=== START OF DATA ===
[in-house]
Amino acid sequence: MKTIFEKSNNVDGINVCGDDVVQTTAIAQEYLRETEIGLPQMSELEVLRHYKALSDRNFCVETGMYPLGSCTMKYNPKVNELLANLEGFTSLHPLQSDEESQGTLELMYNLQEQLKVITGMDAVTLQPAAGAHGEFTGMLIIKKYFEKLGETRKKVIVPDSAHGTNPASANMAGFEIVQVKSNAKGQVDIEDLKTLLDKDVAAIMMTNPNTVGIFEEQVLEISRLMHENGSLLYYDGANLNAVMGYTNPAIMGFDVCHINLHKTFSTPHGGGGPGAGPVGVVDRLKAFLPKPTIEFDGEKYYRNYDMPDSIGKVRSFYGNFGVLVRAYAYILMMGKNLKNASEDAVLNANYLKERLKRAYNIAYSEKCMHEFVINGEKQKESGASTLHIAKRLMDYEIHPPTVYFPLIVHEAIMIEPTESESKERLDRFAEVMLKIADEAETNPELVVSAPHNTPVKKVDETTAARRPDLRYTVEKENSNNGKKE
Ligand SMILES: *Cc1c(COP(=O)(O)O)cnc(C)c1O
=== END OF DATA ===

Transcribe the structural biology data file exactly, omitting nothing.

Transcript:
[in-house]
Amino acid sequence: MKTIFEKSNNVDGINVCGDDVVQTTAIAQEYLRETEIGLPQMSELEVLRHYKALSDRNFCVETGMYPLGSCTMKYNPKVNELLANLEGFTSLHPLQSDEESQGTLELMYNLQEQLKVITGMDAVTLQPAAGAHGEFTGMLIIKKYFEKLGETRKKVIVPDSAHGTNPASANMAGFEIVQVKSNAKGQVDIEDLKTLLDKDVAAIMMTNPNTVGIFEEQVLEISRLMHENGSLLYYDGANLNAVMGYTNPAIMGFDVCHINLHKTFSTPHGGGGPGAGPVGVVDRLKAFLPKPTIEFDGEKYYRNYDMPDSIGKVRSFYGNFGVLVRAYAYILMMGKNLKNASEDAVLNANYLKERLKRAYNIAYSEKCMHEFVINGEKQKESGASTLHIAKRLMDYEIHPPTVYFPLIVHEAIMIEPTESESKERLDRFAEVMLKIADEAETNPELVVSAPHNTPVKKVDETTAARRPDLRYTVEKENSNNGKKE
Ligand SMILES: *Cc1c(COP(=O)(O)O)cnc(C)c1O